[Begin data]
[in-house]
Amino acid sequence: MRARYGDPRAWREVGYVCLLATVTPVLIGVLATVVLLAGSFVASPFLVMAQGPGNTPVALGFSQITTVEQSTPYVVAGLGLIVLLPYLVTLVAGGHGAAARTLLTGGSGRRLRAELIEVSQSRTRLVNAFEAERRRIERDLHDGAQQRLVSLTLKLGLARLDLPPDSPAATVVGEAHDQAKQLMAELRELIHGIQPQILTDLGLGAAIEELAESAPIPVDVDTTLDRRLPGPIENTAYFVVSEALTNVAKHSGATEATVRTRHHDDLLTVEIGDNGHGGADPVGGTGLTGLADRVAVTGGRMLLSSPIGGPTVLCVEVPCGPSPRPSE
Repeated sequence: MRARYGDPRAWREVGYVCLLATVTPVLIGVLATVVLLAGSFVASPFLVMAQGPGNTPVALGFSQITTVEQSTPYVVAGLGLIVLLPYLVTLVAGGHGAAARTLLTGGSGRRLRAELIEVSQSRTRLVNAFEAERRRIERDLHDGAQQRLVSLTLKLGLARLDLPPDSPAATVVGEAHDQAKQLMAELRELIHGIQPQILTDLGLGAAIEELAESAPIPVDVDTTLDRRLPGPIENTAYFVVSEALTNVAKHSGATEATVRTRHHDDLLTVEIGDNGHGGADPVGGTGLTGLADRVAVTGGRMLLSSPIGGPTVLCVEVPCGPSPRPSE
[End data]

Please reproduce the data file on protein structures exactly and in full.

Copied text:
[in-house]
Amino acid sequence: MRARYGDPRAWREVGYVCLLATVTPVLIGVLATVVLLAGSFVASPFLVMAQGPGNTPVALGFSQITTVEQSTPYVVAGLGLIVLLPYLVTLVAGGHGAAARTLLTGGSGRRLRAELIEVSQSRTRLVNAFEAERRRIERDLHDGAQQRLVSLTLKLGLARLDLPPDSPAATVVGEAHDQAKQLMAELRELIHGIQPQILTDLGLGAAIEELAESAPIPVDVDTTLDRRLPGPIENTAYFVVSEALTNVAKHSGATEATVRTRHHDDLLTVEIGDNGHGGADPVGGTGLTGLADRVAVTGGRMLLSSPIGGPTVLCVEVPCGPSPRPSE
Repeated sequence: MRARYGDPRAWREVGYVCLLATVTPVLIGVLATVVLLAGSFVASPFLVMAQGPGNTPVALGFSQITTVEQSTPYVVAGLGLIVLLPYLVTLVAGGHGAAARTLLTGGSGRRLRAELIEVSQSRTRLVNAFEAERRRIERDLHDGAQQRLVSLTLKLGLARLDLPPDSPAATVVGEAHDQAKQLMAELRELIHGIQPQILTDLGLGAAIEELAESAPIPVDVDTTLDRRLPGPIENTAYFVVSEALTNVAKHSGATEATVRTRHHDDLLTVEIGDNGHGGADPVGGTGLTGLADRVAVTGGRMLLSSPIGGPTVLCVEVPCGPSPRPSE